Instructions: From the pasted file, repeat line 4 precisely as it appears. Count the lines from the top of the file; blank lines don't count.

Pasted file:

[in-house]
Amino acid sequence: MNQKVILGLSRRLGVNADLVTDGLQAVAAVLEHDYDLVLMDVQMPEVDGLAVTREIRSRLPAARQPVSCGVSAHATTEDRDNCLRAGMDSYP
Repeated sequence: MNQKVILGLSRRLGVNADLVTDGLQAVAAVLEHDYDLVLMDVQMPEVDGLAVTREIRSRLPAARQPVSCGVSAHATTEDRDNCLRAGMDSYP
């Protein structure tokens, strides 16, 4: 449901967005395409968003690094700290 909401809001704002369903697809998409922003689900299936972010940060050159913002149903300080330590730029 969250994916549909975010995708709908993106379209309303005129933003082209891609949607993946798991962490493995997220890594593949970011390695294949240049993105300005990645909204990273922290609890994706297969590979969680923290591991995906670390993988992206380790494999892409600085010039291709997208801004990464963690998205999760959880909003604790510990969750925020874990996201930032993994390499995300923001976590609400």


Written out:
């Protein structure tokens, strides 16, 4: 449901967005395409968003690094700290 909401809001704002369903697809998409922003689900299936972010940060050159913002149903300080330590730029 969250994916549909975010995708709908993106379209309303005129933003082209891609949607993946798991962490493995997220890594593949970011390695294949240049993105300005990645909204990273922290609890994706297969590979969680923290591991995906670390993988992206380790494999892409600085010039291709997208801004990464963690998205999760959880909003604790510990969750925020874990996201930032993994390499995300923001976590609400």